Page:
But beyond criminals and strangers shoplifting, the one problem most retailers ignore is their employees stealing from them.
Yes, employees stealing.
According to the 2021 National Retail Security Survey from the National Retail Federation, retailers' average loss per employee theft incident is more than $1,500 compared to $460 per shoplifting incident. Half of the survey respondents reported an average dollar loss of at least $1,000 per employee theft case.
That means an employee theft incident costs retailers 3x as much as a shoplifting incident.
Oh, I know, not yours. I used to think so myself until...
I was working with a small boutique hotel and had to meet with the Front Desk manager and the owner. When we told the manager the plan, he immediately became fearful, "Why?, What's up?"
By the time we were all seated, the color had drained from his face - which I thought was strange. The owner began by talking about occupancy and rates when the manager butted in, "So you aren't going to fire me?" The owner and the manager looked at me, "No, why?" He answered, "Oh, it just seemed the way you guys wanted to meet with me, something was wrong."
That meeting was so odd we decided to review the daily night audit, the report that showed every transaction that took place each day. And that's when we found it.
In the past week, rooms were being refunded in the morning, yet the charges were still going through on the guest's credit card. It was one of the oldest ways to steal, issuing fraudulent credits and pocketing the rest. Shame on us for not monitoring daily.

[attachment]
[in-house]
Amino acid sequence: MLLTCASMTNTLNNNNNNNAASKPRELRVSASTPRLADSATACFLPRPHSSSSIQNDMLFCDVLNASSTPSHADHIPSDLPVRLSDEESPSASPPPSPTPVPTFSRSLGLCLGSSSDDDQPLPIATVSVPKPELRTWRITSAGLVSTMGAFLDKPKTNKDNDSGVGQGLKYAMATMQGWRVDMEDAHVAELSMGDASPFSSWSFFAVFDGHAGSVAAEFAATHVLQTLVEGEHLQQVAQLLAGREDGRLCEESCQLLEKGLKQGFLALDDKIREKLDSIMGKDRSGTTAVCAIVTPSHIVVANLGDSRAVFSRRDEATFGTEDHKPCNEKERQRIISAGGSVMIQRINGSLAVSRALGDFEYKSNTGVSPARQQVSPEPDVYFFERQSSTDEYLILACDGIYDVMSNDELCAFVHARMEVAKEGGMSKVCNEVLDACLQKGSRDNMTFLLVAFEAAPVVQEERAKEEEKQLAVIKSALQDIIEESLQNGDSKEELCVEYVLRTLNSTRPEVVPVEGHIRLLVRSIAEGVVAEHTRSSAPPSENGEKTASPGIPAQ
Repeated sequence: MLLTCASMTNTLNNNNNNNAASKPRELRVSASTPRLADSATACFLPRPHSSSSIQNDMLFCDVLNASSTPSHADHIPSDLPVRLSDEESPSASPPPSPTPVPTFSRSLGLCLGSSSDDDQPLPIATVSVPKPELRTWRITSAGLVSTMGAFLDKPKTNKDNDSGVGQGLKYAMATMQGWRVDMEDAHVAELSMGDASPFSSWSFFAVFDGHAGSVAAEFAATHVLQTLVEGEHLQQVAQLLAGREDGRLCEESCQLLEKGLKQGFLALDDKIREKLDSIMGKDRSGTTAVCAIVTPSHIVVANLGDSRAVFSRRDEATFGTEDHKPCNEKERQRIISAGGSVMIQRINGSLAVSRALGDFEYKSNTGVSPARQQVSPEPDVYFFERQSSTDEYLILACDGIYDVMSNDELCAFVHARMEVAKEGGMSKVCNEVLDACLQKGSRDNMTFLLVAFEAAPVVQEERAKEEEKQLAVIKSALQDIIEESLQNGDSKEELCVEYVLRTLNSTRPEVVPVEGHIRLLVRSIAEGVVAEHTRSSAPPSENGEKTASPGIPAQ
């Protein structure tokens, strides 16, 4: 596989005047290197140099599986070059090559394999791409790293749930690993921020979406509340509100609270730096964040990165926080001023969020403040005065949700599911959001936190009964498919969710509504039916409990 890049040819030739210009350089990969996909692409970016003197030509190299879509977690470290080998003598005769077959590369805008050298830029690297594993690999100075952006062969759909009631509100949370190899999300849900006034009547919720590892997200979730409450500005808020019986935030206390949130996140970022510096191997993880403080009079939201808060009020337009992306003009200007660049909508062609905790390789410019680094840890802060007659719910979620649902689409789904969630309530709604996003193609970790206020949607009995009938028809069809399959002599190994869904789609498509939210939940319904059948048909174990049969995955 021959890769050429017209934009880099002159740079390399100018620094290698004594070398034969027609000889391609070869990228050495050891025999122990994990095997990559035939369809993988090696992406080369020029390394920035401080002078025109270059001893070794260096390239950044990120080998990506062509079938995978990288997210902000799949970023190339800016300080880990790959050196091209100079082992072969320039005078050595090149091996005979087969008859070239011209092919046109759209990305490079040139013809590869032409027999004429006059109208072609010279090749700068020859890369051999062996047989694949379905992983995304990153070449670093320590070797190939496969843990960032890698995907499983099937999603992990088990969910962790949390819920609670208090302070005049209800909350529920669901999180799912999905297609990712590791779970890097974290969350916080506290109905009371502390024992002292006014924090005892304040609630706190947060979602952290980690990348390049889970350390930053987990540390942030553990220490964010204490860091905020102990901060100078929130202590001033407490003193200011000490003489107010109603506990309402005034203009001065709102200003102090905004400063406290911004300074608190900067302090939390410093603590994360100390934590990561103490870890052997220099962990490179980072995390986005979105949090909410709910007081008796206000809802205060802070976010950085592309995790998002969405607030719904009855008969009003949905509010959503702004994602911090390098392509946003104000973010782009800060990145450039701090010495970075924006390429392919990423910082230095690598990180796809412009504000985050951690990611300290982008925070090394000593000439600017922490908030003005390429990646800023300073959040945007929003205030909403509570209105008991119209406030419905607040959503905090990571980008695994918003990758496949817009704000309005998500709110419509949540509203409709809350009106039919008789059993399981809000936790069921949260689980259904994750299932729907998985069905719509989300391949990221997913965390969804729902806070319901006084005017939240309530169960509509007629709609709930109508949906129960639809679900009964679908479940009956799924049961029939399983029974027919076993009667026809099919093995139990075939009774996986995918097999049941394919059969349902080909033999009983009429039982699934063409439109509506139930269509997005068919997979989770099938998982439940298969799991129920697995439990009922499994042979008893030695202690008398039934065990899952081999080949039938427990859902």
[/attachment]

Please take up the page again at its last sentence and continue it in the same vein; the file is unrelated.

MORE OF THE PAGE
When times are tough employees feel emboldened to take the raise they feel they deserve, especially if they are part-timers.
The new way to do this is to credit a gift card for the return. The New York Times covered the phenomenon. One of the most shocking figures they presented was that "larcenous employees averaged $1,890 in theft, compared with $438 for shoplifters."
Yet when was the last time you checked your systems for theft?
Here are six ways to combat employee theft:
Never let someone take out the trash themselves; it's one of the most accessible places to conceal stolen products. At the very least, occasionally check.
Monitor your reports for gift card sales; unless it's near the holidays, you should easily be able to catch extremes.
Make random counts of your cash drawers; if they are over or short, write them up quickly.
If you use coupons, have a system to keep them from being used repeatedly, like disgruntled employees are likely to do for friends and family.
Limit paper at the registers that cashiers could use to copy down information; better yet, let the customer swipe their card on a terminal facing the customer so the card is in clear view of the owners at all times. Then have the cashier check that the last four numbers match the front of the card.
If you have overhead cameras, check that the number of items on a receipt matches the number in the bag.
Limit your number of part-timers; the more hours they work, the more bonded they'll be to your operation.
And always match your store counts to your registers. It's easy to say, "Oh, they're never right," and correct the database but don't. Transfer any shortages to store 99 so you have a record of your shrink.
I'm not advocating going overboard on this, but I am advocating that "ignorance is bliss" is untrue regarding shrink. And it isn't always cash. I've heard of cases of frozen dough, milk, and samples of window coverings - the works - being lifted.